We pick up some slime during a years cruise - and find its an easy thing to stay on top of simple by free diving.

And free diving is the only way guys unless you've got the right scuba kit and training.

To try and work underwater, even in minimal depths but using home contrived breathing apparatus - is positively dangerous and should never ever be considered.

Never.

Cheers

JOHN
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Old 04-30-2007, 11:38 AM   #5
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Quote:
Originally Posted by Swagman View Post
IMHO there re few yachts who don't need to be slipped annually to check and replace anodes - and thats an appropriate time to check and repaint if fouling is bad.

We pick up some slime during a years cruise - and find its an easy thing to stay on top of simple by free diving.

And free diving is the only way guys unless you've got the right scuba kit and training.

To try and work underwater, even in minimal depths but using home contrived breathing apparatus - is positively dangerous and should never ever be considered.

Never.

Cheers

JOHN
-------------------------------

To add another caution to John's very good advice - is the danger although small, of inhaling toxic waste containing minerals , chemicals , bacteria and bacterial toxins whilst surfacing from the cleaning process. The safest bet is to clean the hull out of the water out of the water, or have it done using proper diving equipment.
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Old 05-01-2007, 06:20 AM   #6
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I once paid a professional diver $50 (AUD) to spend 30 minutes with a soft bristled broom to clean off the worst of my buildup - but at the end of the day this was only a temporary measure and just delayed the inevitable need to slip the boat, scrub it and re-apply anti-foul (it did give me an extra 6 months though which just saw me through to the beginning of the race season, so I started with the advantage of a freshly anti-fouled boat ).
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Old 05-01-2007, 01:20 PM   #7
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Our cruising on sv Watermelon was all in the tropics. We hauled the boat about every three years.

In order to survive that long we put lots of ablating antifoul on when we did haul. Then periodically Peter would wash the scum off the hull. The prop needed more attention that the hull. With that long between haulouts we also had to change the zincs while in the water. Some places the zincs lasted a shorter time than other areas and sometimes one would fall of for ?whatever reason, so it's prudent to check the zincs periodically.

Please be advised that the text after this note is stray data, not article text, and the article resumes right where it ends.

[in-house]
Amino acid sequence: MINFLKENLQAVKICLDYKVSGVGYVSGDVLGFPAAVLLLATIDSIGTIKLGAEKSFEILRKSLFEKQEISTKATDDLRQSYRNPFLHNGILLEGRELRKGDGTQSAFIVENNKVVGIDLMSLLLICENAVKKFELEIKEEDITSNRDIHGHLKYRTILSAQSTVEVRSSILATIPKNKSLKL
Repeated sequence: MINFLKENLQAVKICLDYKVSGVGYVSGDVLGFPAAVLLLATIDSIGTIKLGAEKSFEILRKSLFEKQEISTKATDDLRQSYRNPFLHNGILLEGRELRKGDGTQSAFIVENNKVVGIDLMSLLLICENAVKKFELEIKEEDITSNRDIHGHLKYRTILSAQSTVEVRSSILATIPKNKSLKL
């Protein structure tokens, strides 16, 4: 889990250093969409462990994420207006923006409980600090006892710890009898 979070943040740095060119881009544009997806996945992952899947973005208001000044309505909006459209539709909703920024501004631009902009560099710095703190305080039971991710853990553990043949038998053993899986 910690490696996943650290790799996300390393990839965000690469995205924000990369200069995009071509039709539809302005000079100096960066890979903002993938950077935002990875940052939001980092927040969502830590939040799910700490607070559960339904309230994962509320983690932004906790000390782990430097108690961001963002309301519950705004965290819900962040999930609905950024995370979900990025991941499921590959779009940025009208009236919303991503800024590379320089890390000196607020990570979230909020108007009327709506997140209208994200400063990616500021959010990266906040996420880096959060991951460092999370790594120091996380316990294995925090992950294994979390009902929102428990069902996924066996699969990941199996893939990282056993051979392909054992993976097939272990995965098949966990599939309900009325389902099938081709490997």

Peter and I had both taken SCUBA lessons before we started cruising, but did not want to carry tanks on the boat. For the first few years we were out we had a commercially built gasoline powere hookah that we used, but we weren't that happy with the space needed to store it safely, its weight, and the work involved in setting it up, not to mention the gasoline we had to carry and use for it. So for cleaning the hull, for quite some time I would pump air to him using our dinghy pump, the air running through a regular SCUBA air regulator to prevent too much pressure into his lungs. That works quite well, but it's a lot of work.

Peter decided to make his own 12V hookah using a truck tire inflator pump, accumulator bottles (the pump was high pressure, low volume), and the regulator. This worked exceptionally well. The pump is a diaphragm pump, so there is no risk of oil contaminating the air. Although cleaning the hull does not entail significant depths so risks are minimal, there is some danger, and nobody should be messing around with compressed air without being qualified. SCUBA lessons are cheap insurance.

When we used the gas hookah, it was clear that the SCUBA training and diving experience was important. On one dive I was at the full extent of the air hose, about 40 feet, when I lost air. Since this is something that one practices in SCUBA lessons, I did not panic and I exhaled as I slowly surfaced to prevent an air embolism. I don't care how well-informed a person is, only practice and repetitive experience makes diving reasonably safe. However, with that training and experience, I don't believe that a hookah, even a home-made one, is more unsafe than most other gear on a sailboat.